With her symbolic representation of the big man, the ‘Laltain’ and the small man, the ‘Mombatti’, Arundhati Roy had registered her phenomenal presence in the corridors of the literary world when her debut novel The God of Small Things brought her laurels with the Booker prize in 1997. In the year 2017, her second work of fiction The Ministry of Utmost Happiness again cast its spell and simply mesmerised the world of literature.
In the intervening period of twenty years, Roy contributed many essays that reflect on the fallout of a tectonic shift in the socio-political milieu of India. Her latest book My Seditious Heart is a collection of those thought-provoking and hard-hitting essays. The notion of modernisation, globalisation, liberalisation, weaponisation, caste conflict, religious fundamentalism, oppression of the marginalised, Maoist, and Kashmiri Insurgencies and so on are some of the flash points, she vociferously vocalises in her essays.
With her overt sympathies with the ongoing revolutionary movements in India, the author has also earned the wrath of particularly the right-winged fanatics who irately dub her anti-national and seditionist.
In her first essay, ‘The End of Imagination’ Roy critiques the deadly concept of the nuclearisation of a state. She sketches the harrowing spectacle of the holocaust and the ghastly end of civilisation, the nuclear weapons can cause. The political motive that drives the proliferation of these weapons of mass destruction is also succinctly laid bare.
Roy believes that any state which has nuclear bombs in its arsenal, in fact, shelters a Frankenstein’s monster. Her essay ‘Doctor and Saint’ resonates with every sensitive and informed individual. It meticulously dwells upon the idea of caste in India and portrays the dichotomous standpoints of Gandhi and Ambedkar pertaining to this contentious issue. Those who are the diehard votaries of Gandhi and revere him as Mahatma, will not see eye to eye with the author.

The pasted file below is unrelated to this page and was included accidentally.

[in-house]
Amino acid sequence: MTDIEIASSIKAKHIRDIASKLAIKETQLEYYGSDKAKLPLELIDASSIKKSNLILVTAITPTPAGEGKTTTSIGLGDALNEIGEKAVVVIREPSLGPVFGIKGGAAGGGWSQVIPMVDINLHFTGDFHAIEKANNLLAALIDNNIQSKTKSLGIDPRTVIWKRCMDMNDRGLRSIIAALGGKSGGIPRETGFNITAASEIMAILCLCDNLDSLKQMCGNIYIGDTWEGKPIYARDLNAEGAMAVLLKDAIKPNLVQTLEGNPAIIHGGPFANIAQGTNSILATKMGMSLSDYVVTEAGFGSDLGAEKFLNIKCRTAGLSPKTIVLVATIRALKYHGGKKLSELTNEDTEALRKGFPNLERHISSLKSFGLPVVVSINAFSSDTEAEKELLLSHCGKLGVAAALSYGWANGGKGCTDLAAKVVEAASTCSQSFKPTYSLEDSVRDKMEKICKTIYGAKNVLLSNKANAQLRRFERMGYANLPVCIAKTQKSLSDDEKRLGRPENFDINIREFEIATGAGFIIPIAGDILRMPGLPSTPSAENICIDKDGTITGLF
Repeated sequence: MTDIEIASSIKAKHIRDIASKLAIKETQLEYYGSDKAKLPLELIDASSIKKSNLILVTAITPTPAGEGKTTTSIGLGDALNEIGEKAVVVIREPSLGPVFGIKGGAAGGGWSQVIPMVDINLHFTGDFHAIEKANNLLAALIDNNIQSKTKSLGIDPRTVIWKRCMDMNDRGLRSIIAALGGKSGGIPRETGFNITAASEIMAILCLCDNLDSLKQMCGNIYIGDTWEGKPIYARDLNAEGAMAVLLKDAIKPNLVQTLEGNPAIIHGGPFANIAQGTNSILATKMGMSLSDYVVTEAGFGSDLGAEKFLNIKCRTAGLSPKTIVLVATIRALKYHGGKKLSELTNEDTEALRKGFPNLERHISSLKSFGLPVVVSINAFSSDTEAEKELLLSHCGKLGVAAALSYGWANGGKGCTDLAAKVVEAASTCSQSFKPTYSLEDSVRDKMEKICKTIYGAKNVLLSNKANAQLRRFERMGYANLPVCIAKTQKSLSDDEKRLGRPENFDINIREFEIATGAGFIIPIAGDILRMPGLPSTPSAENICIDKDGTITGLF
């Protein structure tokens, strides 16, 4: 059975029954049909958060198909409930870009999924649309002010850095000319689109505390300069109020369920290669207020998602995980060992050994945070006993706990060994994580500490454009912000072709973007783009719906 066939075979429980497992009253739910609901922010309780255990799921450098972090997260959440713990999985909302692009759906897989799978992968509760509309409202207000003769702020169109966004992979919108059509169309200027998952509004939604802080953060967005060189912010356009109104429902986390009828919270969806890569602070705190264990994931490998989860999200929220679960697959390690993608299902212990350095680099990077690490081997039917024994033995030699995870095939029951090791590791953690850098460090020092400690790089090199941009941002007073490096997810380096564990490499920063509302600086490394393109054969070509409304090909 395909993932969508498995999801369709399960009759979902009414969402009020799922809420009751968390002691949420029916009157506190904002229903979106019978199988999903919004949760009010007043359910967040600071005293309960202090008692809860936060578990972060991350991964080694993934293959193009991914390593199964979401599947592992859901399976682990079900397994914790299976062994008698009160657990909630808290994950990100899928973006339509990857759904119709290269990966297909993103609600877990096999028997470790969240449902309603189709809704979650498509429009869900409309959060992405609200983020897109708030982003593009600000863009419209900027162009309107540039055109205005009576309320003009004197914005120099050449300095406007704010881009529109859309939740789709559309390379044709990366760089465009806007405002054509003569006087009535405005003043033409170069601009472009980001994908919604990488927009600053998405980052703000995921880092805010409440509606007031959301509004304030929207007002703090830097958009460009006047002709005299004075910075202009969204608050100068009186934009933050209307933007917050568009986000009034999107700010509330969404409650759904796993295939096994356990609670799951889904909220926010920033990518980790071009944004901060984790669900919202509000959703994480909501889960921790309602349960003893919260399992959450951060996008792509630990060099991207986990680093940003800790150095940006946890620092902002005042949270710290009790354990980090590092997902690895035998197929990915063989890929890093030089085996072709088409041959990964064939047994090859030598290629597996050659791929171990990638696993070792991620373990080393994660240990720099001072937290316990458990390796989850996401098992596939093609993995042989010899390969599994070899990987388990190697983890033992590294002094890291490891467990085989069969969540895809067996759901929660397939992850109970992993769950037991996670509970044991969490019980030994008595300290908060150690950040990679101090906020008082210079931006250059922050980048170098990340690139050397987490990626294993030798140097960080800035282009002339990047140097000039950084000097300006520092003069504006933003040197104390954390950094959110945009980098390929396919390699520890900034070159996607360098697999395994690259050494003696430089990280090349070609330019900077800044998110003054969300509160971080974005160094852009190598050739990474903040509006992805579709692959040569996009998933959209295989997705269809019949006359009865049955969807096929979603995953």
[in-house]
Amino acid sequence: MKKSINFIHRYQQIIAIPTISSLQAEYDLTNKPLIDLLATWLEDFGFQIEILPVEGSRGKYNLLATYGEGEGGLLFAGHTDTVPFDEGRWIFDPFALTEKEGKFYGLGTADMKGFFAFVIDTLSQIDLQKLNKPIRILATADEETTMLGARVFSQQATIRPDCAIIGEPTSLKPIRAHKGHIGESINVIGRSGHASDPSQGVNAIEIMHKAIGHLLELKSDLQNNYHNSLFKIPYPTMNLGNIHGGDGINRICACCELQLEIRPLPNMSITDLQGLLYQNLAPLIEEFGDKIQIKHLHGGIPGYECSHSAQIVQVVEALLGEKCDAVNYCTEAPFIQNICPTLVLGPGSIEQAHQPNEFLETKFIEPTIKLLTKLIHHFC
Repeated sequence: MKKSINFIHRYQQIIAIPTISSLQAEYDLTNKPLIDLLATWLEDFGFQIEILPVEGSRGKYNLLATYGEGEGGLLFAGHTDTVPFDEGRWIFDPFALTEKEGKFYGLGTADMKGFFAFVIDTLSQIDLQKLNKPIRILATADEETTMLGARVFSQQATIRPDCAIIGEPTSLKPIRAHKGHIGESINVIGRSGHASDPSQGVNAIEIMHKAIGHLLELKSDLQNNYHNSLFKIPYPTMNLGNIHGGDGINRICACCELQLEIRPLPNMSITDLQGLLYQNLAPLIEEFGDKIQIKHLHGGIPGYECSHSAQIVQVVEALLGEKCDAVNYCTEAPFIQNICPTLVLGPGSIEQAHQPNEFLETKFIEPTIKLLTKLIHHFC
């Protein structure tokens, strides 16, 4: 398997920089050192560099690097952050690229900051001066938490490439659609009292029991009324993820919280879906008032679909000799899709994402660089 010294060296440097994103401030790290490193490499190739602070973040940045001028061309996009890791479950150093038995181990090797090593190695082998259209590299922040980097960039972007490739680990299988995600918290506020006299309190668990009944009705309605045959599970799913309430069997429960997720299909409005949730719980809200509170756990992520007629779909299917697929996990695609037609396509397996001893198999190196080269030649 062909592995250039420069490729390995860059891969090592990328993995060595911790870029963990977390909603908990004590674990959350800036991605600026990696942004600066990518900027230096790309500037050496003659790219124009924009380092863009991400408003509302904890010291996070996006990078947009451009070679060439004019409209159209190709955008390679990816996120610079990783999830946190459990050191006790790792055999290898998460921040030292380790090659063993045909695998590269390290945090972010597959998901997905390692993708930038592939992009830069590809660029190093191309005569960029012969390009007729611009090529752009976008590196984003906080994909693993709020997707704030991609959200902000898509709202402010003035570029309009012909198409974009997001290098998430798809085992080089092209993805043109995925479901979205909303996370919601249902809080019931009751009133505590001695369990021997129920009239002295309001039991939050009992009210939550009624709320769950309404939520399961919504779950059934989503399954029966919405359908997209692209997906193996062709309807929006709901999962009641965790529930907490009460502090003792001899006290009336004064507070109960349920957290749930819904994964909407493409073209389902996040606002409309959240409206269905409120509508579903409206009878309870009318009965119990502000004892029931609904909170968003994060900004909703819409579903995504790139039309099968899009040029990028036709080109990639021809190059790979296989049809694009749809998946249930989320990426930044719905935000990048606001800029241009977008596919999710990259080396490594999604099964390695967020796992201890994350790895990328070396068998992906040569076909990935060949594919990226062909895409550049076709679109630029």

Roy is up in arms over Gandhi’s acceptance of the caste system and opines that historians have been unfair to Ambedkar. To Gandhi, she dubs “the saint of the status quo”, whereas Ambedkar in India is designated the iconic leader of the Dalit community, the harbinger of hope for the downtrodden.
She also takes up cudgels against the construction of ‘Sardar Sarvor’ Dam. The big dams are not built with the intent of bringing prosperity to the poor, tribal villagers. They simply snatch away the natural water resources and aggravate the misery of the debt-ridden farmers by displacing them from their homes and flooding their lands. Comparing the big dams with the nuclear bombs, the author denounces the establishment for its pro-capitalist stance.
Her essays do not just document the socio-political upheaval. They can also be aptly categorised as part of the literature of ideas. Her acerbic style of writing coupled with well-turned phrases is absolutely in sync with the subject matter. It is not a mere harangue but the genuine concern of a socially conscious writer. Bolstered with the historical details from the past, the essays will be equally relevant in the future as well.
Book: My Seditious Heart
Author: Arundhati Roy
Publisher: Penguin Hamish Hamilton
Pages: 993; Price: Rs 999